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Indeed, "UNLOCK" indicates that USB is currently unlocked. The other alternative is indeed, "LOCKED."

I am quite familiar with these issues. When the D3100 worked (for video) it worked really well. At one point in time, I was running dual monitors via the D3100; then, after various updates, I had loads of issues with it. Eventually, I ditched the dual monitors and now use a single large monitor plugged directly into the HDMI port of the computer in question, bypassing the video capabilities of the D3100.

Essentially, I'm not using the D3100 to its fullest effect. I use it as a USB hub and for the ethernet connection. For a lot of complicated reasons, I need to use ethernet in my office, and the computer I'm currently using doesn't have an ethernet port on it. So, it's Ethernet Connection>D3100>Computer's USB 3.0 port that gives me my network connection. Up until using Zorin 17, this all just worked and wasn't an issue.

Speaking of which...

Changed some of the settings and have been running with them for the past 24 hours.

Settings>Power>Screen Blank - 15 minutes

Settings>Power>Automatic Power Saver - OFF

Settings>Power>Automatic Suspend - OFF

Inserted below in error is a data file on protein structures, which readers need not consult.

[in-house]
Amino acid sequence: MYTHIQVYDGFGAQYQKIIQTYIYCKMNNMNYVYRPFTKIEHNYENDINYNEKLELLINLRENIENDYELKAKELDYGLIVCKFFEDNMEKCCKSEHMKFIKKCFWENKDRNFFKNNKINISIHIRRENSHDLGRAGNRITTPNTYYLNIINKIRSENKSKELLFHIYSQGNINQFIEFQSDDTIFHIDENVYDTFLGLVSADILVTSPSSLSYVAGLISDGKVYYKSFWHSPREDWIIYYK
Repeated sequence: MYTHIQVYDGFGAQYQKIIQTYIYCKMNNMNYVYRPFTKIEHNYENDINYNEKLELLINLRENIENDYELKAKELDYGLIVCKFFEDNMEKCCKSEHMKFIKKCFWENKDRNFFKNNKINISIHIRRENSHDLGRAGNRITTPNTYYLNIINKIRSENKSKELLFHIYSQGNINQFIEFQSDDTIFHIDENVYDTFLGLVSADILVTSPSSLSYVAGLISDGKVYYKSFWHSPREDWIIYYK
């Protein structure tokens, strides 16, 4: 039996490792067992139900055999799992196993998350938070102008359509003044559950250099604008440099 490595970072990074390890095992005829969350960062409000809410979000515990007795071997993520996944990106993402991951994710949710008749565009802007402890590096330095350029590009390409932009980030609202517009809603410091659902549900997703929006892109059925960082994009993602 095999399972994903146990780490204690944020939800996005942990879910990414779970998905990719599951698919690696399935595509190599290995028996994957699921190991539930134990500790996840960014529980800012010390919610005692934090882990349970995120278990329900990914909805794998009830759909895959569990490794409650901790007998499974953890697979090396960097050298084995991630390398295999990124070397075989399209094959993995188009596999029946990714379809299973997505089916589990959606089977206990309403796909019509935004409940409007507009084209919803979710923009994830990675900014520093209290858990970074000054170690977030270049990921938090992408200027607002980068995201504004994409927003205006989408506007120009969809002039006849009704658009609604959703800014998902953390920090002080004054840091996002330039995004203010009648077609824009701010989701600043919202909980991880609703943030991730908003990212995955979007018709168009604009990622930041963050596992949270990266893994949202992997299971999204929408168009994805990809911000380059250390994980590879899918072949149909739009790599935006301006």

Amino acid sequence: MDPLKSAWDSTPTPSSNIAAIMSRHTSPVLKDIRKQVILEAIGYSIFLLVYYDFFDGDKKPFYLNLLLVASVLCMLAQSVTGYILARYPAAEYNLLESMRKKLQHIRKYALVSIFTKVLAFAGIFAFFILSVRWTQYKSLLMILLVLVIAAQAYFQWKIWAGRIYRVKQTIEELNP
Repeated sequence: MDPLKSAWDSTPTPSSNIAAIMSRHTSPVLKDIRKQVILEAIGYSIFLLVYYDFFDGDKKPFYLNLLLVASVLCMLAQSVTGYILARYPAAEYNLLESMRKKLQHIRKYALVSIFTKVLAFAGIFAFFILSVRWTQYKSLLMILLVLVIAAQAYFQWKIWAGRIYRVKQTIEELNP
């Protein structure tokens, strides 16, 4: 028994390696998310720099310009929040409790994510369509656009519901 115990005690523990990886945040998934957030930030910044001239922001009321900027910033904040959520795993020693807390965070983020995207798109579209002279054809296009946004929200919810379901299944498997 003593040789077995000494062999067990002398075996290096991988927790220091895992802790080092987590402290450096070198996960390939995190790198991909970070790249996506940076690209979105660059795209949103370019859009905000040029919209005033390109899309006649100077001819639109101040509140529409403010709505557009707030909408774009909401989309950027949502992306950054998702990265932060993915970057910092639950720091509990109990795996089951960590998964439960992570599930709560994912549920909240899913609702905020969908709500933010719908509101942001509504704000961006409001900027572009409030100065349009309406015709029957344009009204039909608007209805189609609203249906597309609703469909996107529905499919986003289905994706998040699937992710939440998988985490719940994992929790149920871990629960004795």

Settings>Privacy>Screen>Blank Screen Display - 15 minutes

Settings>Privacy>Screen>Automatic Screen Lock - ON

Settings>Privacy>Screen>Automatic Screen Lock Display - 3 Minutes

Settings>Privacy>Screen>Lock Screen On Suspend - OFF

In theory, The unit stays on, and after a period of time, the external monitor shuts down.

[I say in theory, because the power indicator on the computer shows the computer is in sleep mode after a period of inactivity - which is actually desired behavior.]

Past 24 hours - power on the external monitor, input some keystrokes on the external USB keyboard, the computer has come out of suspend (if it ever actually was truly suspended), and the computer achieves a desktop with no issue - all devices and network connection intact.

So, that's a step in the right direction. Very positive.